Connecting with carbon taxation
Cet article a été publié comme chapitre de l'ouvrage "unlocking a low-carbon Europe: perspectives on EU budget reform", publié par Green Alliance en février 2010. Il est disponible uniquement en anglais en téléchargement sur le site de Green Alliance.
An idea that pervades much of the discussion of EU budget reform is that the problems essentially fall on the expenditure side. The EU budget, it is argued, is a "relic of the past". It is heavily tilted towards agriculture and cohesion and does not provide adequate finance to address today's most acute EU challenges: global competitiveness, energy security or climate change. Budget reform is urgently needed, it is claimed, to "focus EU spending on the right areas".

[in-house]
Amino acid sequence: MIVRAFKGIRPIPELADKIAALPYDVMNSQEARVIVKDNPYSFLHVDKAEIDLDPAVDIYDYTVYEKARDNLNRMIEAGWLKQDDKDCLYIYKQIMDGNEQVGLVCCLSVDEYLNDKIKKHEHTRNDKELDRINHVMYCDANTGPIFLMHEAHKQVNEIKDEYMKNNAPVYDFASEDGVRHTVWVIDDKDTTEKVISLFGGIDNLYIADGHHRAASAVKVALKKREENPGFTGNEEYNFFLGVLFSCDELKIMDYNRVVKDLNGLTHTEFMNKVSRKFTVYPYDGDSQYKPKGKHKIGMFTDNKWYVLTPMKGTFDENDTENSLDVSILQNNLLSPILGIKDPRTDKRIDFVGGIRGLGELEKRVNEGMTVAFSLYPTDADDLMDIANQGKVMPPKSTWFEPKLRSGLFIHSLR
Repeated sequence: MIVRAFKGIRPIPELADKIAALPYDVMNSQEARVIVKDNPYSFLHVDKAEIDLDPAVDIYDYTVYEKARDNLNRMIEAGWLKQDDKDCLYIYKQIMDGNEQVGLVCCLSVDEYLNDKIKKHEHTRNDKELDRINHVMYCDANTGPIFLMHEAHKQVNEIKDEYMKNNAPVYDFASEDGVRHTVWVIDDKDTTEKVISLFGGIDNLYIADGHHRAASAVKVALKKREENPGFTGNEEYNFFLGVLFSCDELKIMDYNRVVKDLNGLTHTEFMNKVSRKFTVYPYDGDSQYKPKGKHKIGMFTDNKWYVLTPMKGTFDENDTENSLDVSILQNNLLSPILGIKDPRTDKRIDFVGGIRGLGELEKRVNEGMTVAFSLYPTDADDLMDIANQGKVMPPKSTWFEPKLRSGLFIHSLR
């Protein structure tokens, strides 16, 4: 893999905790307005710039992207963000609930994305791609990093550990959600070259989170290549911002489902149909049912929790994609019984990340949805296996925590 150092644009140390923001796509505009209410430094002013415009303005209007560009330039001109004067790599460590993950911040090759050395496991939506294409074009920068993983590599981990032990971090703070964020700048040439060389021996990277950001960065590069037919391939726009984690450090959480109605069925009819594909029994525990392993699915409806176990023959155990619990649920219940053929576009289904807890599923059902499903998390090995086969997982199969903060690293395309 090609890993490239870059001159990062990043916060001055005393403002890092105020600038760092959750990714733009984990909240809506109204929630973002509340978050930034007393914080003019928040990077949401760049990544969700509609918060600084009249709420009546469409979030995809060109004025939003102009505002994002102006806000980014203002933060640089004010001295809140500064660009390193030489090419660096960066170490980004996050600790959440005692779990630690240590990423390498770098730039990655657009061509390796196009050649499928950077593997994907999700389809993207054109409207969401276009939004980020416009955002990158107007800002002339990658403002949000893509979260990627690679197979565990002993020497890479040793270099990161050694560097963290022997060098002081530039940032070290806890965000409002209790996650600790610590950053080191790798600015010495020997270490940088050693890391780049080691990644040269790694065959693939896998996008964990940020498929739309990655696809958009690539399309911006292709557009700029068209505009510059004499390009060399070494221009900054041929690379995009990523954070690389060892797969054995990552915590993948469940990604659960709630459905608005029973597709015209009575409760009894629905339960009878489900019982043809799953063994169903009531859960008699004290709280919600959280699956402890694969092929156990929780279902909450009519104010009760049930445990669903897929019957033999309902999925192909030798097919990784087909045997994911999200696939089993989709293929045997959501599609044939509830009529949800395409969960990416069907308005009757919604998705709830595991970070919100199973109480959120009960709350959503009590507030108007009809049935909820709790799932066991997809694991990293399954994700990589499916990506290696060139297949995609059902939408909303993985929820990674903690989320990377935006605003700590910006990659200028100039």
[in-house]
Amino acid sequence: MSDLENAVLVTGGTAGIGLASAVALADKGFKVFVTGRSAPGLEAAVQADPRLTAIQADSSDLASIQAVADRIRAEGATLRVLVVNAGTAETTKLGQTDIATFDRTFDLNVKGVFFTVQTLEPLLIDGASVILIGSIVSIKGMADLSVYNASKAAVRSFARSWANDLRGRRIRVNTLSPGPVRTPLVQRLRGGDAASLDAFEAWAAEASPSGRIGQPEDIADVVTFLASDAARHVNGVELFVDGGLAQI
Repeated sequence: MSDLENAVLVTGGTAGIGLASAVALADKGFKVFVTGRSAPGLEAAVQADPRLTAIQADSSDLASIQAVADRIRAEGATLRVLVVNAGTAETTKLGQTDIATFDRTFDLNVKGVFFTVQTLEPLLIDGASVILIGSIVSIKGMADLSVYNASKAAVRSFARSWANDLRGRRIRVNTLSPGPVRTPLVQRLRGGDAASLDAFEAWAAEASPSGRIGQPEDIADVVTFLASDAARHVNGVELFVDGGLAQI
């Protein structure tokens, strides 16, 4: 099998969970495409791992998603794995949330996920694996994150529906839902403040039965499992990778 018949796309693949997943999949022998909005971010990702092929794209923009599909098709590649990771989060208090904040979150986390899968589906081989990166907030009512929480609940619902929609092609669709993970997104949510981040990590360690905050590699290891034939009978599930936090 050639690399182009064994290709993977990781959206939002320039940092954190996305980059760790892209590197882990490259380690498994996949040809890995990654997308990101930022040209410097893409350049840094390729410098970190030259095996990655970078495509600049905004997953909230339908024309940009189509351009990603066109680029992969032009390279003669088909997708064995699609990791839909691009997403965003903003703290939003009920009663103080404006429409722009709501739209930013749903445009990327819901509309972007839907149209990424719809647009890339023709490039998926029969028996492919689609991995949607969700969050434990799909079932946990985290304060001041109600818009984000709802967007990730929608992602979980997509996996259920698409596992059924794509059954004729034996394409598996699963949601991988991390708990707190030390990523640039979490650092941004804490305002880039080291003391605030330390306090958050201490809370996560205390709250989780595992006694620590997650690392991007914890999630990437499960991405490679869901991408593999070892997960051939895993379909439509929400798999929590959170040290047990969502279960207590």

The European Commission itself has adopted this way of thinking all too quickly. One simply has to look at the way it organised the 2007-2008 budget review. While the mandate from the European Council was for a "comprehensive assessment of both expenditures and revenues", in Commissioner speeches and formal documents the review has been frequently portrayed as an historic opportunity "to discuss future EU priorities and spending needs".
No one can neglect the importance of revising the EU's spending priorities. Yet a narrow focus on expenditures alone is a recipe for failure. History reminds us that previous attempts to undertake an ambitious reform of EU finances have only succeeded when tackling simultaneously all the elements of the budgetary system: expenditures, venues and procedures.3We can endlessly debate EU spending priorities, but this will serve to no avail if we do not address simultaneously the structural factors explaining the pathdependency of EU budgetary negotiations...